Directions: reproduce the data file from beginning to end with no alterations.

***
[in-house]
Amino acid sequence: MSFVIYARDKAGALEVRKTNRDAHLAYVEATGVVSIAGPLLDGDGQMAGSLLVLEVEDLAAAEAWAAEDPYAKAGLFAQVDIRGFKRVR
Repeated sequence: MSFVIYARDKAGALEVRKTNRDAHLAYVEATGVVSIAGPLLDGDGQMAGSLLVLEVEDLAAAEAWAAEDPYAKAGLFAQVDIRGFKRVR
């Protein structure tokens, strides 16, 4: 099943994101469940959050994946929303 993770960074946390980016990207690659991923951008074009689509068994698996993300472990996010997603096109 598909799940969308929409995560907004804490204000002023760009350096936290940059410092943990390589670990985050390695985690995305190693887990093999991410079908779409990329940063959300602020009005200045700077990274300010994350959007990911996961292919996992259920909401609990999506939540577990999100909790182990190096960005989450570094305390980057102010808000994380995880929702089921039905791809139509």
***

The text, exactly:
[in-house]
Amino acid sequence: MSFVIYARDKAGALEVRKTNRDAHLAYVEATGVVSIAGPLLDGDGQMAGSLLVLEVEDLAAAEAWAAEDPYAKAGLFAQVDIRGFKRVR
Repeated sequence: MSFVIYARDKAGALEVRKTNRDAHLAYVEATGVVSIAGPLLDGDGQMAGSLLVLEVEDLAAAEAWAAEDPYAKAGLFAQVDIRGFKRVR
């Protein structure tokens, strides 16, 4: 099943994101469940959050994946929303 993770960074946390980016990207690659991923951008074009689509068994698996993300472990996010997603096109 598909799940969308929409995560907004804490204000002023760009350096936290940059410092943990390589670990985050390695985690995305190693887990093999991410079908779409990329940063959300602020009005200045700077990274300010994350959007990911996961292919996992259920909401609990999506939540577990999100909790182990190096960005989450570094305390980057102010808000994380995880929702089921039905791809139509």